New ambulance cleaning methods to be used in wake of increase in Hong Kong coronavirus cases


The Hong Kong fire service has boosted the cleaning regime for its ambulances in the wake of a recent surge in coronavirus cases that sparked an increase in emergency calls to about 2,000 a day.

Calls to the 999 number hit about 2,700 a day at the height of the fifth wave in March, according to the Fire Services Department.

The department said its emergency fleet would use scientific methods to check the effectiveness of cleaning and improved disinfectant techniques.

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Hi-tech fluorescent markers will be used to check cleanliness of ambulances as part of the fight against Covid-19. Photo: Dickson Lee

It explained it would use fluorescent markers on surfaces before disinfection, which showed cleanliness levels when inspected under special UVA lights.

Cleaners would also use a technique called ATP bioluminescence assay, which could show inside 10 seconds if samples collected from surfaces were free of microbes.

Dr Mok Ka-leung, the department’s medical director, said that earlier inspection of surfaces by visual methods alone was ineffective.

“The previous method we used was not an objective and scientific way for quality assurance. Therefore, we imposed standards this time for us to access the disinfection results,” Mok explained.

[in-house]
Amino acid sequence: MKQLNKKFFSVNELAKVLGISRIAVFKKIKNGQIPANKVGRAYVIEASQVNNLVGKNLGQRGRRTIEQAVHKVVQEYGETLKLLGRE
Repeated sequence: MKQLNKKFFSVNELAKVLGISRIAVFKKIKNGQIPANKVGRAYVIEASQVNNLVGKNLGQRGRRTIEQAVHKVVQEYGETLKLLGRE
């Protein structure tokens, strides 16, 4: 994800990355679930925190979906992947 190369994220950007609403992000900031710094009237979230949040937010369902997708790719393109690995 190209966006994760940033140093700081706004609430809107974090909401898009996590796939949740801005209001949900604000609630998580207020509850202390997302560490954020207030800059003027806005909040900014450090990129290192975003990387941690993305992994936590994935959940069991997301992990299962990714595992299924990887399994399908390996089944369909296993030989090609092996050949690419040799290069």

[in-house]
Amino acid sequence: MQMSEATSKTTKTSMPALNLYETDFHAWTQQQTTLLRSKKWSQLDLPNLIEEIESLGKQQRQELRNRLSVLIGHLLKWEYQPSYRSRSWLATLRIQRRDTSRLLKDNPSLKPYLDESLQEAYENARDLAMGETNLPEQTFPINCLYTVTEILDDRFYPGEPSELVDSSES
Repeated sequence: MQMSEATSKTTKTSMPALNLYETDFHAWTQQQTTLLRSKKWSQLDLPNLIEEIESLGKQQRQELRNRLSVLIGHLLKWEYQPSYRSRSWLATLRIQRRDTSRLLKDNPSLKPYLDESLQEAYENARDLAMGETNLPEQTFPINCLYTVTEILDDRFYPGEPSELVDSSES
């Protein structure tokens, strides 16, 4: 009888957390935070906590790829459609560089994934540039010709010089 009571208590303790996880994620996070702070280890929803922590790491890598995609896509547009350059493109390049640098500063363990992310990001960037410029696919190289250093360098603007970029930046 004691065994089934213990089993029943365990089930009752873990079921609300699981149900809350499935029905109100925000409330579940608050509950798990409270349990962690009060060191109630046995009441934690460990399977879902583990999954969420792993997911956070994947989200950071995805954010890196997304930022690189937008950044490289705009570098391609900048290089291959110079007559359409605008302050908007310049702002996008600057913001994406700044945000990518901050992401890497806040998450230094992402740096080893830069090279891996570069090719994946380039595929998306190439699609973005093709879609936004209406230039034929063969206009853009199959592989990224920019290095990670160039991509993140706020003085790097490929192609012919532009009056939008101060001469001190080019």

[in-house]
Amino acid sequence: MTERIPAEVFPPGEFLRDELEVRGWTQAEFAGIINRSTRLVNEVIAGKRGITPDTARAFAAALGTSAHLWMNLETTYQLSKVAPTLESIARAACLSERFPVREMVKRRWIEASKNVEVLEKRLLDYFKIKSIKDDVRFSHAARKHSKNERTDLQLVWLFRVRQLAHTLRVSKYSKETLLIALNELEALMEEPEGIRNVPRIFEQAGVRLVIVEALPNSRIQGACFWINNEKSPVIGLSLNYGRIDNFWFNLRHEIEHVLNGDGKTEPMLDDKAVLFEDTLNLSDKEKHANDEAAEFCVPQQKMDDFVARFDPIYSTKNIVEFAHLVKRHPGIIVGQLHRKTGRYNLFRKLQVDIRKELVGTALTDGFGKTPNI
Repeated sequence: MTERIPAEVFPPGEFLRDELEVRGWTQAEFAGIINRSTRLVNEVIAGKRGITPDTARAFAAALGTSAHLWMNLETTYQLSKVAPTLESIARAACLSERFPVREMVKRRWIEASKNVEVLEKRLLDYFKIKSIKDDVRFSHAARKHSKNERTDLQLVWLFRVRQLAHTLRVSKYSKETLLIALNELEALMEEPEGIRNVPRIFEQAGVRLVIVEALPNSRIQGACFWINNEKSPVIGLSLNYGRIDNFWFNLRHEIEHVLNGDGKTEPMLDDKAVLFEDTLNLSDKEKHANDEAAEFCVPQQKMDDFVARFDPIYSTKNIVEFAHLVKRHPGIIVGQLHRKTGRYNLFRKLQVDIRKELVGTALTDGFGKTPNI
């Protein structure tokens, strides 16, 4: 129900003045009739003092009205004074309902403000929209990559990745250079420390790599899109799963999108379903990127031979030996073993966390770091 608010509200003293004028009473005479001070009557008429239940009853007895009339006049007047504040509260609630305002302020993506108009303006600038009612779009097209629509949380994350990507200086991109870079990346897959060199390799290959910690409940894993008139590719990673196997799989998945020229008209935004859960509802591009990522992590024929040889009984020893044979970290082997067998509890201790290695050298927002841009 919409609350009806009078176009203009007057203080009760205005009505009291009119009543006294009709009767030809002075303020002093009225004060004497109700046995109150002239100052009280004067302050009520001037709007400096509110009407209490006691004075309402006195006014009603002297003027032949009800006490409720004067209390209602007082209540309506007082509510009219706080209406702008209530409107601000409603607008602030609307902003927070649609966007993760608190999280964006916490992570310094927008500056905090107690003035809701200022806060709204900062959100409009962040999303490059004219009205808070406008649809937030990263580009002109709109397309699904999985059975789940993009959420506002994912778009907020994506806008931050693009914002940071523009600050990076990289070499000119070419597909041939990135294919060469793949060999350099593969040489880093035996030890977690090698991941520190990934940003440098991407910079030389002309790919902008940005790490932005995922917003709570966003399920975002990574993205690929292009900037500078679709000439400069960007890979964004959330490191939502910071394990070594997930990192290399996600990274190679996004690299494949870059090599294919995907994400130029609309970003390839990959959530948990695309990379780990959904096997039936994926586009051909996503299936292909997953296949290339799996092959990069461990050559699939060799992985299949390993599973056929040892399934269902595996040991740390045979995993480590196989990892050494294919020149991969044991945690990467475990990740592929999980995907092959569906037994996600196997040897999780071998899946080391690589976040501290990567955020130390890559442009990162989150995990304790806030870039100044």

The department would also introduce chlorine dioxide disinfectant, which was effective against most pathogens, a spill kit that used chemicals to solidify blood and other fluids and more effective disinfection wipes.

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Tam Kit-fung, a superintendent in the department’s ambulance service, said the new tools for cleaning ambulances would help combat any new wave of infections.

“Originally, we would use bleach with water to clean, which required more time for diluting,” Tam explained. “With the new tools, we can clean faster by 15 minutes and ensure the safety of the ambulances.”

Mok said that the chemical solutions involved in the new methods could cause minor skin allergies, but had been proven to be safe for human use by medical authorities around the world.

The city has logged more than 4,000 new coronavirus cases a day since mid-July.

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